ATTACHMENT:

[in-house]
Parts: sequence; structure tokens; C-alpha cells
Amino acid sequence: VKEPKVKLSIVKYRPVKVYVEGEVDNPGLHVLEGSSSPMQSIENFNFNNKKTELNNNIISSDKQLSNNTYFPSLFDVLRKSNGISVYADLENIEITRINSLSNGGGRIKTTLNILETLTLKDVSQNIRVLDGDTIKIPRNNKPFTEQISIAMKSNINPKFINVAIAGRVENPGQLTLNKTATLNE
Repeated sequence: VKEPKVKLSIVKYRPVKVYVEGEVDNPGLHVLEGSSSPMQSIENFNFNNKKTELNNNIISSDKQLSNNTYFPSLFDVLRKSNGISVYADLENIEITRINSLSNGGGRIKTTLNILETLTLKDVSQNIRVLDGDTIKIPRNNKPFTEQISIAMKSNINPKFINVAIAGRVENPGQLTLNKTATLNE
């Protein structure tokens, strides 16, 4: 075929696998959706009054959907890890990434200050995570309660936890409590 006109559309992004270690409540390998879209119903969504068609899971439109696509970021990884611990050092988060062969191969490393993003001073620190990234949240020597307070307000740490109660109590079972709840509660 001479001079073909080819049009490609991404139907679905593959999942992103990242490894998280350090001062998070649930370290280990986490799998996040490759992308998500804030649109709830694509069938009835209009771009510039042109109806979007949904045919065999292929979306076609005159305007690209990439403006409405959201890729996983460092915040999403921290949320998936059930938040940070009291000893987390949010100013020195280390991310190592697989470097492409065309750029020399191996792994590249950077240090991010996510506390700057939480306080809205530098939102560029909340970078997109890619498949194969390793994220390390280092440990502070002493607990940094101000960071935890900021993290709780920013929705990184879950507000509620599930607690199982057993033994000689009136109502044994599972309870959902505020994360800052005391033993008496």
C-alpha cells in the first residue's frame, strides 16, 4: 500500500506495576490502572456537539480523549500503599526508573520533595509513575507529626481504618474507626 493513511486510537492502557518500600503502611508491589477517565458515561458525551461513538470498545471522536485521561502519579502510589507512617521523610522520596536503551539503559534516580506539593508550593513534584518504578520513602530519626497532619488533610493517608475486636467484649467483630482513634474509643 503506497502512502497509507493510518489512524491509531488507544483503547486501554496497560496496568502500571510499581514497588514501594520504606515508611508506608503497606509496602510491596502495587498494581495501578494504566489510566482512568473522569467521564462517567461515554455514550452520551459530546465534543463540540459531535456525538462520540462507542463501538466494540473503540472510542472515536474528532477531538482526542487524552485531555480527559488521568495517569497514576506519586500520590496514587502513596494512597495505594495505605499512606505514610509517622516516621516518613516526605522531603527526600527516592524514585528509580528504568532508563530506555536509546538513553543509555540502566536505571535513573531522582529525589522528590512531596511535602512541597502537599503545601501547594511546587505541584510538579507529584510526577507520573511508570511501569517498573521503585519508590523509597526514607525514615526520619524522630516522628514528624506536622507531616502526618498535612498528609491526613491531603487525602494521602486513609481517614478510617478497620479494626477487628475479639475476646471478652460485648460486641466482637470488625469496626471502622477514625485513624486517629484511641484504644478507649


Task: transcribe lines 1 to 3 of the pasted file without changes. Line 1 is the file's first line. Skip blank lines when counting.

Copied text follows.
[in-house]
Parts: sequence; structure tokens; C-alpha cells
Amino acid sequence: VKEPKVKLSIVKYRPVKVYVEGEVDNPGLHVLEGSSSPMQSIENFNFNNKKTELNNNIISSDKQLSNNTYFPSLFDVLRKSNGISVYADLENIEITRINSLSNGGGRIKTTLNILETLTLKDVSQNIRVLDGDTIKIPRNNKPFTEQISIAMKSNINPKFINVAIAGRVENPGQLTLNKTATLNE